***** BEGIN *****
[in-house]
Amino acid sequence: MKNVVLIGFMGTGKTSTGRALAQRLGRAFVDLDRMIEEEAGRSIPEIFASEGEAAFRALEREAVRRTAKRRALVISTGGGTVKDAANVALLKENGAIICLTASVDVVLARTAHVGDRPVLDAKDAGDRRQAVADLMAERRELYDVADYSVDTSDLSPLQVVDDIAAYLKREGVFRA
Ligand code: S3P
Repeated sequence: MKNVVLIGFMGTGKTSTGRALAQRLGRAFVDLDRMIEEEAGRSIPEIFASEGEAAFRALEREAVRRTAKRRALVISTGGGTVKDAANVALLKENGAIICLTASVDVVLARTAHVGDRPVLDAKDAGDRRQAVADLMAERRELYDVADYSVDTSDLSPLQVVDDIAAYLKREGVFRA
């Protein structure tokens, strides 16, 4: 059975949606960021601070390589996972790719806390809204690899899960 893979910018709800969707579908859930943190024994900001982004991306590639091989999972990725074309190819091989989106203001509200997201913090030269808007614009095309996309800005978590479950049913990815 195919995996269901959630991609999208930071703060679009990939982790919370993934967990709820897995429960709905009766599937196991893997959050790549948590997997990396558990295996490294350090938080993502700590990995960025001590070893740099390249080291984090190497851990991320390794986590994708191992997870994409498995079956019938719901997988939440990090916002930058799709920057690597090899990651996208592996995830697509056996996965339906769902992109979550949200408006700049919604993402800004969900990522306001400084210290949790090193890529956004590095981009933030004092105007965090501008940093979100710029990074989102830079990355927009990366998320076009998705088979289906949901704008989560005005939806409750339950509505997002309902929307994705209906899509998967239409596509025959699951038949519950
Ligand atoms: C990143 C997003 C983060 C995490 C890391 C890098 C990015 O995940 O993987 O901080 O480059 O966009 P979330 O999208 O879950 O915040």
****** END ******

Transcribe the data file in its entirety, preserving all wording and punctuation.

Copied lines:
[in-house]
Amino acid sequence: MKNVVLIGFMGTGKTSTGRALAQRLGRAFVDLDRMIEEEAGRSIPEIFASEGEAAFRALEREAVRRTAKRRALVISTGGGTVKDAANVALLKENGAIICLTASVDVVLARTAHVGDRPVLDAKDAGDRRQAVADLMAERRELYDVADYSVDTSDLSPLQVVDDIAAYLKREGVFRA
Ligand code: S3P
Repeated sequence: MKNVVLIGFMGTGKTSTGRALAQRLGRAFVDLDRMIEEEAGRSIPEIFASEGEAAFRALEREAVRRTAKRRALVISTGGGTVKDAANVALLKENGAIICLTASVDVVLARTAHVGDRPVLDAKDAGDRRQAVADLMAERRELYDVADYSVDTSDLSPLQVVDDIAAYLKREGVFRA
């Protein structure tokens, strides 16, 4: 059975949606960021601070390589996972790719806390809204690899899960 893979910018709800969707579908859930943190024994900001982004991306590639091989999972990725074309190819091989989106203001509200997201913090030269808007614009095309996309800005978590479950049913990815 195919995996269901959630991609999208930071703060679009990939982790919370993934967990709820897995429960709905009766599937196991893997959050790549948590997997990396558990295996490294350090938080993502700590990995960025001590070893740099390249080291984090190497851990991320390794986590994708191992997870994409498995079956019938719901997988939440990090916002930058799709920057690597090899990651996208592996995830697509056996996965339906769902992109979550949200408006700049919604993402800004969900990522306001400084210290949790090193890529956004590095981009933030004092105007965090501008940093979100710029990074989102830079990355927009990366998320076009998705088979289906949901704008989560005005939806409750339950509505997002309902929307994705209906899509998967239409596509025959699951038949519950
Ligand atoms: C990143 C997003 C983060 C995490 C890391 C890098 C990015 O995940 O993987 O901080 O480059 O966009 P979330 O999208 O879950 O915040």